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Latest Montana State University Stories

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2008-11-12 12:05:00

The Western Transportation Institute at Montana State University is now home to one of the largest and most sophisticated motion-based driving simulators in the United States. The $915,000 simulator uses real vehicle bodies mounted on a motion platform and surrounded by a 240-degree arc of projector screens to more accurately simulate the experience of being behind the wheel, said WTI's simulator manager Suzy Lassacher. Funding for the simulator came from a variety of federal and private...

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2008-11-04 15:35:00

A team led by a Montana State University professor has found a fungus that produces a new type of diesel fuel, which they say holds great promise. Calling the fungus' output "myco-diesel," Gary Strobel and his collaborators describe their initial observations in the November issue of Microbiology. The discovery may offer an alternative to fossil fuels, said Strobel, MSU professor of plant sciences and plant pathology. The find is even bigger, he said, than his 1993 discovery of fungus that...

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2008-10-16 14:36:26

High-tech imaging reveals inside of duck-billed dinosaur skulls Paleontologists have long debated the function of the strange, bony crests on the heads of the duck-billed dinosaurs known as lambeosaurs. The structures contain incredibly long, convoluted nasal passages that loop up over the tops of their skulls. Scientists at the University of Toronto, Ohio University and Montana State University now have used CT-scanning to look inside these mysterious crests and reconstruct the brains and...

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2008-09-08 11:01:12

Armed guards once kept polar bears away while Cathy Cripps collected mushrooms and fungi on the island of Svalbard between Norway and the North Pole. Another time, Cripps encountered musk-oxen while gathering fungi in Greenland. It's no wonder, then, that some of the world's top experts on fungi asked if they would face grizzly bears in Montana, said Cripps, a Montana State University mycologist who hosted a recent International Symposium on Arctic-Alpine Mycology. Cripps is president of ISAM...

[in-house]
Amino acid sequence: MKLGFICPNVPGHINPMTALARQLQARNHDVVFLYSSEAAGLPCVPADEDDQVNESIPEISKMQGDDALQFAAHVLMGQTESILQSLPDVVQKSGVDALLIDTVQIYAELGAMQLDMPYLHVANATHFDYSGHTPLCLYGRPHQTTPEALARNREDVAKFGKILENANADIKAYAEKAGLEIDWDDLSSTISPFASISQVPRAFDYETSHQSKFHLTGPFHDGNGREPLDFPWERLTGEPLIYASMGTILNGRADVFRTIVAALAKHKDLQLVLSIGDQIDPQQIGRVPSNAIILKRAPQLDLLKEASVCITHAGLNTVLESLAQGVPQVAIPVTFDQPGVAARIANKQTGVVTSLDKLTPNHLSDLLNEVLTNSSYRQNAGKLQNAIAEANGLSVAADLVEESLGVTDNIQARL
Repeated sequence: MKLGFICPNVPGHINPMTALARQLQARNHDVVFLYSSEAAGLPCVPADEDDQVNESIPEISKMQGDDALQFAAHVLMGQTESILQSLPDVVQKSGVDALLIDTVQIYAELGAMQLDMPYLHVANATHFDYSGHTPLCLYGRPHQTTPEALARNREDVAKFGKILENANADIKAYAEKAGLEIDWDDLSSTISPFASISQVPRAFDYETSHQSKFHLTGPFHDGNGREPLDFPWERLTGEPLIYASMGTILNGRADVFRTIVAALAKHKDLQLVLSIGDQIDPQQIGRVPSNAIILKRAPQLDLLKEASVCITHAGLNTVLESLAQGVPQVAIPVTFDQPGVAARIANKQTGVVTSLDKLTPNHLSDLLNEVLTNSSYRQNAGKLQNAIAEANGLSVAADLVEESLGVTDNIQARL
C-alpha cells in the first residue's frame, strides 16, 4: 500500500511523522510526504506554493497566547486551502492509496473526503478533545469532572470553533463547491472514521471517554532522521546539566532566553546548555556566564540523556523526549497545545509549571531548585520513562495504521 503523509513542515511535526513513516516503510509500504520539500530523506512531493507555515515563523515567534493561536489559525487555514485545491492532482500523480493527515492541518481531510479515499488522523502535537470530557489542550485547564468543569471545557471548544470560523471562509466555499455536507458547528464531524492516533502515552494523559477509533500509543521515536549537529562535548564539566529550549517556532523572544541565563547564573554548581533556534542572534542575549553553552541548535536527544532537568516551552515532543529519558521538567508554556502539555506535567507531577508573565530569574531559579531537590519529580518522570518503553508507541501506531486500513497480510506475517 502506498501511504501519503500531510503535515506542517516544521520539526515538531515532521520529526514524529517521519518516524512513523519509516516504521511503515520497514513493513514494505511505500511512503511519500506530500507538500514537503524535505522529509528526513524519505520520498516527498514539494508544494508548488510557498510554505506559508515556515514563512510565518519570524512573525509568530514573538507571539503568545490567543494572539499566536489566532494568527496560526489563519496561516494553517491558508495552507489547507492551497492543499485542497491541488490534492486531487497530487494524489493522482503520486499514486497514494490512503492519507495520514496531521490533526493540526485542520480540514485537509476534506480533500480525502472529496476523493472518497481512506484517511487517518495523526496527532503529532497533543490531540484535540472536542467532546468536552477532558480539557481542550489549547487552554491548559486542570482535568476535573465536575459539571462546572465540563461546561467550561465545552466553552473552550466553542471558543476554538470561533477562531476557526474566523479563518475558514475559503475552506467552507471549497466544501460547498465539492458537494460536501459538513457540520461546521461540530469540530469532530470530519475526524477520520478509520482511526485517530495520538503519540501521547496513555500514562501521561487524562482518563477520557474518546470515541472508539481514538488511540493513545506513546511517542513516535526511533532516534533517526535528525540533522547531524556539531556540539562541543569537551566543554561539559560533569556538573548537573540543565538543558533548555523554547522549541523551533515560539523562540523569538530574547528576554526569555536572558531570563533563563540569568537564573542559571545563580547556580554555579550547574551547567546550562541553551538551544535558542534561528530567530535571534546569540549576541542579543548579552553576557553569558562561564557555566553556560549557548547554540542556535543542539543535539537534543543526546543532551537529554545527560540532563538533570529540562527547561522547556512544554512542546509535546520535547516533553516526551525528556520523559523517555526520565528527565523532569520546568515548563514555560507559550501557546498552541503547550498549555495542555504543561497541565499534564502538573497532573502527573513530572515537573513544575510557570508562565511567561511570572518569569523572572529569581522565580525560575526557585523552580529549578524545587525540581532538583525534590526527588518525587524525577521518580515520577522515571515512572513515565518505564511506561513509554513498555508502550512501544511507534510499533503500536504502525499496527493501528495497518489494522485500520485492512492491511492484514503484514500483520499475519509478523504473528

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2008-08-17 17:00:00

Young horses may be easier to train if they temporarily lay off the sweets, says a Montana State University study where two-year-olds wore pedometers, wrist watches and Ace bandages. A commercial mixture of corn, oats, barley and molasses -- sometimes called "sweet grain" or "sweet feed" -- gives horses the glossy coat and lively spirit that makes them attractive to prospective buyers, said Jan Bowman, an animal nutritionist at MSU. But the extra energy provided by sweet grain during the...

2008-08-11 03:00:32

By Falstad, Jan Peter "PJ" Coors of the Coors brewing family told Montana barley growers Friday that this has been a record year in what has been a stable business, with rapidly escalating fuel and fertilizer costs, rising grain prices and megamergers among brewers. "The world's changed from this time last year for all of us," Coors said. "They're going to still be talking about 2008 20 years from now. The number two brewer and the number three brewer merge, and the number one gets bought...